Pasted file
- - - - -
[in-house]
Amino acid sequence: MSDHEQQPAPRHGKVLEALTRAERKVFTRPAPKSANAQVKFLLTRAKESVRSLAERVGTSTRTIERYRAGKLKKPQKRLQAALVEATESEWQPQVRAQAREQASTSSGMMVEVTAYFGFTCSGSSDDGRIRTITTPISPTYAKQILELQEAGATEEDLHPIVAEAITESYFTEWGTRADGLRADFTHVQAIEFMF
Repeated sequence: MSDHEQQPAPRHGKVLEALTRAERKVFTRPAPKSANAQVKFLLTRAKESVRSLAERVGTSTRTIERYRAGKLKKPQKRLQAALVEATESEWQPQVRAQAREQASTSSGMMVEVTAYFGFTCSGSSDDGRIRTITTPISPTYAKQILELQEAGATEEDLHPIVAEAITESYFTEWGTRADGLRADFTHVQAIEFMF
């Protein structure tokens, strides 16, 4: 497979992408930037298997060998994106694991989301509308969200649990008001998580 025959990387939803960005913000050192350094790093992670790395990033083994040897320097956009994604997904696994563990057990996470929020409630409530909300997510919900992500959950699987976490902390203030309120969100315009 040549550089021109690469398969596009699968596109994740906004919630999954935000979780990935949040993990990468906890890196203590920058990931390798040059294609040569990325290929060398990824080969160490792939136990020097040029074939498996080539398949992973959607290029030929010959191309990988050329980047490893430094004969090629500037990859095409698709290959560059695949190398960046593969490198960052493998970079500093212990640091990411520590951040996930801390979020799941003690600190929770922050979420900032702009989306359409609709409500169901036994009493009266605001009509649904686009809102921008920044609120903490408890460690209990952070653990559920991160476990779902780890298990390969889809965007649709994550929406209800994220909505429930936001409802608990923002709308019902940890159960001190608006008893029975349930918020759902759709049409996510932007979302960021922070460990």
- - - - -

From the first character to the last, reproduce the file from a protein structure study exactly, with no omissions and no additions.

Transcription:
[in-house]
Amino acid sequence: MSDHEQQPAPRHGKVLEALTRAERKVFTRPAPKSANAQVKFLLTRAKESVRSLAERVGTSTRTIERYRAGKLKKPQKRLQAALVEATESEWQPQVRAQAREQASTSSGMMVEVTAYFGFTCSGSSDDGRIRTITTPISPTYAKQILELQEAGATEEDLHPIVAEAITESYFTEWGTRADGLRADFTHVQAIEFMF
Repeated sequence: MSDHEQQPAPRHGKVLEALTRAERKVFTRPAPKSANAQVKFLLTRAKESVRSLAERVGTSTRTIERYRAGKLKKPQKRLQAALVEATESEWQPQVRAQAREQASTSSGMMVEVTAYFGFTCSGSSDDGRIRTITTPISPTYAKQILELQEAGATEEDLHPIVAEAITESYFTEWGTRADGLRADFTHVQAIEFMF
């Protein structure tokens, strides 16, 4: 497979992408930037298997060998994106694991989301509308969200649990008001998580 025959990387939803960005913000050192350094790093992670790395990033083994040897320097956009994604997904696994563990057990996470929020409630409530909300997510919900992500959950699987976490902390203030309120969100315009 040549550089021109690469398969596009699968596109994740906004919630999954935000979780990935949040993990990468906890890196203590920058990931390798040059294609040569990325290929060398990824080969160490792939136990020097040029074939498996080539398949992973959607290029030929010959191309990988050329980047490893430094004969090629500037990859095409698709290959560059695949190398960046593969490198960052493998970079500093212990640091990411520590951040996930801390979020799941003690600190929770922050979420900032702009989306359409609709409500169901036994009493009266605001009509649904686009809102921008920044609120903490408890460690209990952070653990559920991160476990779902780890298990390969889809965007649709994550929406209800994220909505429930936001409802608990923002709308019902940890159960001190608006008893029975349930918020759902759709049409996510932007979302960021922070460990």